Don Odell's discussion of the Cape Cod map raised another point which the Task Force might do well to bear in mind:  while the map he purchased had bike routes shown, not all maps for an area do; if the aim is to promote both cycling/walking and a particular guide like a regional bike map, other maps (e.g., Chamber of Commerce- or Tourism Department-prepared maps) should either include B/P-related information or at least refer to maps such as the conceptual regional B/P map which do contain this information.  Without such a relationship, potential bike tourists might be calling a tourism agency which, if it knows nothing about the bike map or area bike routes based on its own information, could fail to provide these people with a reason to come to the area.  This is not a trivial point; Steve Feeney is currently refining a draft report on the Mohawk-Hudson Trail which includes the estimate (based on user counts and surveys) that the Trail sees about 4,600 bicycle tourists per year.


Transportation Equity Act for the 21st Century (TEA-21)


The new highway and transit bill, known as the Transportation Equity Act for the 21st Century (TEA-21), was signed into law on June 9.  (At the time of the Task Force meeting, the bill had been passed by both houses of Congress, and awaited signature.)  The Association of Pedestrian and Bicycle Professionals prepared a summary of the highlights of TEA-21's bicycle and pedestrian-related provisions, which Jeff Olson handed out at the meeting.  The highlights included the following:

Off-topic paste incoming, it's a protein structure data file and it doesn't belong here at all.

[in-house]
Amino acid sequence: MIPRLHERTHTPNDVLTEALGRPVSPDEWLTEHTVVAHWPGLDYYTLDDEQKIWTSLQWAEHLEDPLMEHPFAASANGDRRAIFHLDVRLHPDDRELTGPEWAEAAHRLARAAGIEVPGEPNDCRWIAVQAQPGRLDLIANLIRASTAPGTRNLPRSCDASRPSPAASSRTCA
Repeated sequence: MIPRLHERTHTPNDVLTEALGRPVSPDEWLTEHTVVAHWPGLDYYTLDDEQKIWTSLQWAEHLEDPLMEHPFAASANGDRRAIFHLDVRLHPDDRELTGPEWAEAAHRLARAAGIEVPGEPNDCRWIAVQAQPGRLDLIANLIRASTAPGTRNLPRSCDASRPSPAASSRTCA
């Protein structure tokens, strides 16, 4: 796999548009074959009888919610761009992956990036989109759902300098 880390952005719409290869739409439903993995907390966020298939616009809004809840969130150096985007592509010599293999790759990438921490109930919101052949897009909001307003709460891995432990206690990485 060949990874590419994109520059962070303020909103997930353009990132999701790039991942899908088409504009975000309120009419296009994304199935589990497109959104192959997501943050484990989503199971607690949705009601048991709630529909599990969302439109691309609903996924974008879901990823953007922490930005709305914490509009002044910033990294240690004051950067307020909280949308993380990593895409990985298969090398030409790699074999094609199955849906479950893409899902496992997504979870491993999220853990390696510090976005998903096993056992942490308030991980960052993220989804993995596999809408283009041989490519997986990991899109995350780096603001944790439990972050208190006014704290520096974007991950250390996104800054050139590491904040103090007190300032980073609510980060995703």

·       Increased funding for the transportation enhancements program.  Elements of note in the program include:

Ø      B/P safety and education projects are now eligible

Ø      the 20 percent match requirement is now a requirement at the state level rather than the project level (that is, individual projects may now have local matches of less than 20 percent provided enhancement projects in New York State in total have a total local match of 20 percent or more)

·       Pedestrian projects are now explicitly eligible for funding using National Highway System (NHS) funds -- in ISTEA, only bicycle-related projects had this explicit mention

·       The Congestion Mitigation and Air Quality Improvement Program (known as CMAQ) will see a 50 percent increase in funding over 1997 levels (compared to the full range of transportation projects, bicycle and pedestrian projects have relatively few classes of competitors for CMAQ funds)

·       Symms Act (National Recreational Trails Act) funds will continue, beginning at $30 million and increasing to $50 million over the duration of TEA-21

·       Hazard Elimination Program funds may now be used for mitigation of bicycle- and pedestrian-related hazards